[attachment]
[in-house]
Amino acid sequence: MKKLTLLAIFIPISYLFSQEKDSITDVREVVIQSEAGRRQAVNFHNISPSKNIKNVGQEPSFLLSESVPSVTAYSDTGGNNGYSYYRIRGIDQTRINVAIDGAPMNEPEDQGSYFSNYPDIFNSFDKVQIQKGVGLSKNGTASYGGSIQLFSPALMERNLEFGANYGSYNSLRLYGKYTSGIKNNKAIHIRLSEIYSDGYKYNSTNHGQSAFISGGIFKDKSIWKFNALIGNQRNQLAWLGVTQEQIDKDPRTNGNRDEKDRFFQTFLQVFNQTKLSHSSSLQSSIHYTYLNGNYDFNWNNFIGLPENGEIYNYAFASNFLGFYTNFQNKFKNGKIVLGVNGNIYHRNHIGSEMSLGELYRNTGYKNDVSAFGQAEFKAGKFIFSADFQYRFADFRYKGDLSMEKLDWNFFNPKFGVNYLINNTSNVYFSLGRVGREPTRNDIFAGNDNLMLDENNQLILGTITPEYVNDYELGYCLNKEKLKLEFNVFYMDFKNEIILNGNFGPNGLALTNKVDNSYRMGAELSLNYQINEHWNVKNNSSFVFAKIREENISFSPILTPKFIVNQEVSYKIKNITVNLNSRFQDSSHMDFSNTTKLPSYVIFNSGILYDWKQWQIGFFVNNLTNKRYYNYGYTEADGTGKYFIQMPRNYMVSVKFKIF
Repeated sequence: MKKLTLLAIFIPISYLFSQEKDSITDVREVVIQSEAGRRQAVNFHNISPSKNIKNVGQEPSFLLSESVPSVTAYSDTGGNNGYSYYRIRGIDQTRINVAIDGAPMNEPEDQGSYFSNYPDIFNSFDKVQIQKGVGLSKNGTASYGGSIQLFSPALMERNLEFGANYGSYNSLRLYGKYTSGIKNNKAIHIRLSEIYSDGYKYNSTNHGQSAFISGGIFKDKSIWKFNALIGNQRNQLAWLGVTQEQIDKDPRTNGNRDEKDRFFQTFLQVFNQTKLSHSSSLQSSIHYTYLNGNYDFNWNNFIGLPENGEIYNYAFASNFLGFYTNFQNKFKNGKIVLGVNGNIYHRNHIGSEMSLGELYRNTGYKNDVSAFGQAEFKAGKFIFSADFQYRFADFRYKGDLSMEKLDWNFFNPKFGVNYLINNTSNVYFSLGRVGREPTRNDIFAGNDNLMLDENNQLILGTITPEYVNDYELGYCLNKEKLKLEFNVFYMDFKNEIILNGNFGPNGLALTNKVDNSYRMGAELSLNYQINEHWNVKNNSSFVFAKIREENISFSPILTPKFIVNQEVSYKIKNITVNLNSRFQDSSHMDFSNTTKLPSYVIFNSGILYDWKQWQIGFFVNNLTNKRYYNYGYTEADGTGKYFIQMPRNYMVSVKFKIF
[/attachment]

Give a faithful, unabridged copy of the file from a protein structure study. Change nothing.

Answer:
[in-house]
Amino acid sequence: MKKLTLLAIFIPISYLFSQEKDSITDVREVVIQSEAGRRQAVNFHNISPSKNIKNVGQEPSFLLSESVPSVTAYSDTGGNNGYSYYRIRGIDQTRINVAIDGAPMNEPEDQGSYFSNYPDIFNSFDKVQIQKGVGLSKNGTASYGGSIQLFSPALMERNLEFGANYGSYNSLRLYGKYTSGIKNNKAIHIRLSEIYSDGYKYNSTNHGQSAFISGGIFKDKSIWKFNALIGNQRNQLAWLGVTQEQIDKDPRTNGNRDEKDRFFQTFLQVFNQTKLSHSSSLQSSIHYTYLNGNYDFNWNNFIGLPENGEIYNYAFASNFLGFYTNFQNKFKNGKIVLGVNGNIYHRNHIGSEMSLGELYRNTGYKNDVSAFGQAEFKAGKFIFSADFQYRFADFRYKGDLSMEKLDWNFFNPKFGVNYLINNTSNVYFSLGRVGREPTRNDIFAGNDNLMLDENNQLILGTITPEYVNDYELGYCLNKEKLKLEFNVFYMDFKNEIILNGNFGPNGLALTNKVDNSYRMGAELSLNYQINEHWNVKNNSSFVFAKIREENISFSPILTPKFIVNQEVSYKIKNITVNLNSRFQDSSHMDFSNTTKLPSYVIFNSGILYDWKQWQIGFFVNNLTNKRYYNYGYTEADGTGKYFIQMPRNYMVSVKFKIF
Repeated sequence: MKKLTLLAIFIPISYLFSQEKDSITDVREVVIQSEAGRRQAVNFHNISPSKNIKNVGQEPSFLLSESVPSVTAYSDTGGNNGYSYYRIRGIDQTRINVAIDGAPMNEPEDQGSYFSNYPDIFNSFDKVQIQKGVGLSKNGTASYGGSIQLFSPALMERNLEFGANYGSYNSLRLYGKYTSGIKNNKAIHIRLSEIYSDGYKYNSTNHGQSAFISGGIFKDKSIWKFNALIGNQRNQLAWLGVTQEQIDKDPRTNGNRDEKDRFFQTFLQVFNQTKLSHSSSLQSSIHYTYLNGNYDFNWNNFIGLPENGEIYNYAFASNFLGFYTNFQNKFKNGKIVLGVNGNIYHRNHIGSEMSLGELYRNTGYKNDVSAFGQAEFKAGKFIFSADFQYRFADFRYKGDLSMEKLDWNFFNPKFGVNYLINNTSNVYFSLGRVGREPTRNDIFAGNDNLMLDENNQLILGTITPEYVNDYELGYCLNKEKLKLEFNVFYMDFKNEIILNGNFGPNGLALTNKVDNSYRMGAELSLNYQINEHWNVKNNSSFVFAKIREENISFSPILTPKFIVNQEVSYKIKNITVNLNSRFQDSSHMDFSNTTKLPSYVIFNSGILYDWKQWQIGFFVNNLTNKRYYNYGYTEADGTGKYFIQMPRNYMVSVKFKIF